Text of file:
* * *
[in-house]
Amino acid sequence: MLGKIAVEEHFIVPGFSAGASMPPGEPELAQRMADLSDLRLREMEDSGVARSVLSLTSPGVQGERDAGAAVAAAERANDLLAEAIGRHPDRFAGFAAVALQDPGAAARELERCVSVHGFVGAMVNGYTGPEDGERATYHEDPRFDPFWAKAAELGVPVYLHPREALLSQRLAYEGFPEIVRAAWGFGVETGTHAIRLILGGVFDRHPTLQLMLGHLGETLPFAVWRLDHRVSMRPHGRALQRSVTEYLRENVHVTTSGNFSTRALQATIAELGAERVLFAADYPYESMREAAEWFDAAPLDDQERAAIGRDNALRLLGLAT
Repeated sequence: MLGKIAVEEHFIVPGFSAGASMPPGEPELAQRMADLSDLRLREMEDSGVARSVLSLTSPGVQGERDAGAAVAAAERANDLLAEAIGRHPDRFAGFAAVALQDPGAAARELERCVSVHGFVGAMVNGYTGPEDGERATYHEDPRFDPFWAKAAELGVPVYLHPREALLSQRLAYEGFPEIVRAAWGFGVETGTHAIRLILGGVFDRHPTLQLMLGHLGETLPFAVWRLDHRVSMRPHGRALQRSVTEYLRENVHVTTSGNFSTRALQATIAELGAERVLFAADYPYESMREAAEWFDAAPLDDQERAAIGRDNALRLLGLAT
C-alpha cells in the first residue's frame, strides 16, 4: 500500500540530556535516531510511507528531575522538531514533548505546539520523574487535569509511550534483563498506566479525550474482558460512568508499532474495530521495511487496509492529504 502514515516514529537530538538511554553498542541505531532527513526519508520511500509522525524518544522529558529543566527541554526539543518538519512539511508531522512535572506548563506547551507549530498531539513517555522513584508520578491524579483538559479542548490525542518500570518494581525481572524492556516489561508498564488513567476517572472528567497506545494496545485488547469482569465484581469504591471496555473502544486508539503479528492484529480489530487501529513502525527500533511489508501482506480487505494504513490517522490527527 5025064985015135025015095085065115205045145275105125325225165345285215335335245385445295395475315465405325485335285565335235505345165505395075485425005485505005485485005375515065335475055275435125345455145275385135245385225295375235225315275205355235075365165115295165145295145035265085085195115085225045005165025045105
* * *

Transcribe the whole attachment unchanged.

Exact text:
[in-house]
Amino acid sequence: MLGKIAVEEHFIVPGFSAGASMPPGEPELAQRMADLSDLRLREMEDSGVARSVLSLTSPGVQGERDAGAAVAAAERANDLLAEAIGRHPDRFAGFAAVALQDPGAAARELERCVSVHGFVGAMVNGYTGPEDGERATYHEDPRFDPFWAKAAELGVPVYLHPREALLSQRLAYEGFPEIVRAAWGFGVETGTHAIRLILGGVFDRHPTLQLMLGHLGETLPFAVWRLDHRVSMRPHGRALQRSVTEYLRENVHVTTSGNFSTRALQATIAELGAERVLFAADYPYESMREAAEWFDAAPLDDQERAAIGRDNALRLLGLAT
Repeated sequence: MLGKIAVEEHFIVPGFSAGASMPPGEPELAQRMADLSDLRLREMEDSGVARSVLSLTSPGVQGERDAGAAVAAAERANDLLAEAIGRHPDRFAGFAAVALQDPGAAARELERCVSVHGFVGAMVNGYTGPEDGERATYHEDPRFDPFWAKAAELGVPVYLHPREALLSQRLAYEGFPEIVRAAWGFGVETGTHAIRLILGGVFDRHPTLQLMLGHLGETLPFAVWRLDHRVSMRPHGRALQRSVTEYLRENVHVTTSGNFSTRALQATIAELGAERVLFAADYPYESMREAAEWFDAAPLDDQERAAIGRDNALRLLGLAT
C-alpha cells in the first residue's frame, strides 16, 4: 500500500540530556535516531510511507528531575522538531514533548505546539520523574487535569509511550534483563498506566479525550474482558460512568508499532474495530521495511487496509492529504 502514515516514529537530538538511554553498542541505531532527513526519508520511500509522525524518544522529558529543566527541554526539543518538519512539511508531522512535572506548563506547551507549530498531539513517555522513584508520578491524579483538559479542548490525542518500570518494581525481572524492556516489561508498564488513567476517572472528567497506545494496545485488547469482569465484581469504591471496555473502544486508539503479528492484529480489530487501529513502525527500533511489508501482506480487505494504513490517522490527527 5025064985015135025015095085065115205045145275105125325225165345285215335335245385445295395475315465405325485335285565335235505345165505395075485425005485505005485485005375515065335475055275435125345455145275385135245385225295375235225315275205355235075365165115295165145295145035265085085195115085225045005165025045105